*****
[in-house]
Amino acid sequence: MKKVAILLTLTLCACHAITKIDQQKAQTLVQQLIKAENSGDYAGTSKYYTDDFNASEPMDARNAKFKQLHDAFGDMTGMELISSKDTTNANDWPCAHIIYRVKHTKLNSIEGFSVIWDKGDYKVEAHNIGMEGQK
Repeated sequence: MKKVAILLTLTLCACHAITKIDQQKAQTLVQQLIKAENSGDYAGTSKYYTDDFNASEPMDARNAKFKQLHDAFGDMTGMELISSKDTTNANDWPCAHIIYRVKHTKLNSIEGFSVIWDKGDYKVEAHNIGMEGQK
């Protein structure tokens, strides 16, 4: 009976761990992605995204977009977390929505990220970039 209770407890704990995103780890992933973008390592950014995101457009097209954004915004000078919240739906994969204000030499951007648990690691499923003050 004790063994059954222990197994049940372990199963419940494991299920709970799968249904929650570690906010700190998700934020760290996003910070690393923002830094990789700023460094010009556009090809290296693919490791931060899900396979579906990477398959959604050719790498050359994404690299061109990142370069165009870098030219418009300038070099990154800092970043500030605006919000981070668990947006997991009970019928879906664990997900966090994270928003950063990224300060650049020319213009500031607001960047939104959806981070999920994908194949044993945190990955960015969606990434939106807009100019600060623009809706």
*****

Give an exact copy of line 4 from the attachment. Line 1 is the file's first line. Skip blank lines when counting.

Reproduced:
């Protein structure tokens, strides 16, 4: 009976761990992605995204977009977390929505990220970039 209770407890704990995103780890992933973008390592950014995101457009097209954004915004000078919240739906994969204000030499951007648990690691499923003050 004790063994059954222990197994049940372990199963419940494991299920709970799968249904929650570690906010700190998700934020760290996003910070690393923002830094990789700023460094010009556009090809290296693919490791931060899900396979579906990477398959959604050719790498050359994404690299061109990142370069165009870098030219418009300038070099990154800092970043500030605006919000981070668990947006997991009970019928879906664990997900966090994270928003950063990224300060650049020319213009500031607001960047939104959806981070999920994908194949044993945190990955960015969606990434939106807009100019600060623009809706």